A Slaughterhouse Indeed

Will 2019 be remembered as the dawning of the Climate Movie Epoch?

Slaughterhouse Rulez and Aniara join the previously-covered Woman at War as some of the first ripples — all from the art-house theatrical fringes (at least in America), a perfect representation of the country’s abject refusal to face the problem head-on — of cinema’s reaction to our current climate crisis.

(Not to be outdone — and I’m never one to forgo pointing out a cross-medium connection — New York theatre is also responding to the catastrophe, most recently in Bess Wohl‘s Continuity, now running at the Manhattan Theatre Club, which questions the effectiveness — and thus the morality — of any climate artivism that itself consumes resources.)

Slaughterhouse Rulez anthropomorphizes the environment exacting revenge on our ravaging, in the form of a mutated creature bred from our careless devastation. Think of it as the 21st century’s version of how the Red Scare’s widespread nuclear panic manifested on the big screen in similar monster movies like Godzilla, or in supernatural serial-killer bogeymen as seen in the likes of Friday the 13th and A Nightmare on Elm Street. Godzilla was a warning that our unchecked, insatiable quest for weaponized domination may create the means of our ultimate destruction. Freddy Krueger and Jason Voorhees were also man-made tools of death, the result of thoughtless human cruelty come back to slash up our asses.

The kids of today may not be responsible for our imminent environmental collapse, but they’ll still feel the pains of it eventually, probably sooner than later; Slaughterhouse Rulez focuses on these innocents. In this way, they’re reminiscent of the women in last week’s The Third Wife, victims of harmful systems not of their own creation that they’re nevertheless forced into. But unlike those literally-imprisoned souls, Slaughterhouse Rulez suggests that it’s not too late to overthrow the corrupt adults in power, saving the day — and, um, Earth? — in the process.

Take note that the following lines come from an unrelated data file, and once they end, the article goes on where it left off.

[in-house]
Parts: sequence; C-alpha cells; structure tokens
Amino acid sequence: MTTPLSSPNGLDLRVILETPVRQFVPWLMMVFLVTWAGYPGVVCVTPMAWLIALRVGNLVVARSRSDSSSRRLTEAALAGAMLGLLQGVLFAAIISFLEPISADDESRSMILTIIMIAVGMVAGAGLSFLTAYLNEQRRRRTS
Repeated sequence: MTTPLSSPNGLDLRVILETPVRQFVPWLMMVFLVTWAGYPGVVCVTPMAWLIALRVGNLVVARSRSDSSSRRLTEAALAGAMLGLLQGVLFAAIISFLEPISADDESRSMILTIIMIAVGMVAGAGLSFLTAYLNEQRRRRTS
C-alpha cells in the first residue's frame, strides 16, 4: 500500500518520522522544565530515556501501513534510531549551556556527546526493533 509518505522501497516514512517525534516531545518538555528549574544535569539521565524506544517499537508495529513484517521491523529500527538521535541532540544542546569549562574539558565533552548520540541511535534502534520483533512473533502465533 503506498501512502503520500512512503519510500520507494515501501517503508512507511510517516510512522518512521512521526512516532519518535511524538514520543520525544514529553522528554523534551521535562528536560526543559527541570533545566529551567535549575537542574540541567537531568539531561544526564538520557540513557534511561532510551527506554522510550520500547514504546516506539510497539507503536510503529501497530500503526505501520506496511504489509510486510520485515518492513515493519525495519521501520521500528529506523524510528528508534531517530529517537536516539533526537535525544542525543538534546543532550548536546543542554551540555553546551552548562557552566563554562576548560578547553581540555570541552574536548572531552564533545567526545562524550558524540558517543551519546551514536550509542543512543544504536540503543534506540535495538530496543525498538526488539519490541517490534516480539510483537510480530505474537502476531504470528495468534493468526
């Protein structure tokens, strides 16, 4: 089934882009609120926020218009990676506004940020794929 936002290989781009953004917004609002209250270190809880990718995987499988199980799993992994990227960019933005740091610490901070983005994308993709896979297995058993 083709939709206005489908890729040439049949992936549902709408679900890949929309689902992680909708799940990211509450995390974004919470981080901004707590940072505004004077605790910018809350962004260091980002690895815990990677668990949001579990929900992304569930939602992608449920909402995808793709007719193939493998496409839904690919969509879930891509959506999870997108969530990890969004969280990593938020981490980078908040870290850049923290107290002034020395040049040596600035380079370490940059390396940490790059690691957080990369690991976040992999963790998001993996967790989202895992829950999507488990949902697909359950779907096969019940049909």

If only the movie realized earlier that it should’ve been a monster movie all along; the story takes its sweet ass time getting to the creature, and the meandering build-up adds little besides tedium. Attack the Block (for the older set: The Goonies) at Hogwarts — replacing the magic with class issues (which are also on Harry Potter’s mind, albeit less overtly) — is a potentially-potent premise, but too much of the duration is wasted going through the joyless motions of updating J.K.’s high school setting to an Oxford/Cambridge frat scene.

Tomorrow, we’ll discuss a movie that fares better with its cinematic climatology: Aniara.


Stray Takes

— Thespian, Yay: Simon Pegg’s poshest accent.

— Thespian, Nay: I’m still not sold on Asa Butterfield’s brand of artificial performativity…yet; you’ve gotta have hope!

— Title, NAY: “RuleZ“? Why the fuck?

— Nay, PLEASE, FOR MY SAKE: Obviously 300 references aren’t in vogue anymore…but are they now ~ *GULP!!!* ~ retro? Am I that old?! THIS IS MIDDLE-AGED SPARTA!!!

— One Final, Tepid Yay: The gore; I just wish the effects were of the practical, prosthetic variety, and not those denoted by that (personally) dreaded threeletter acronym.

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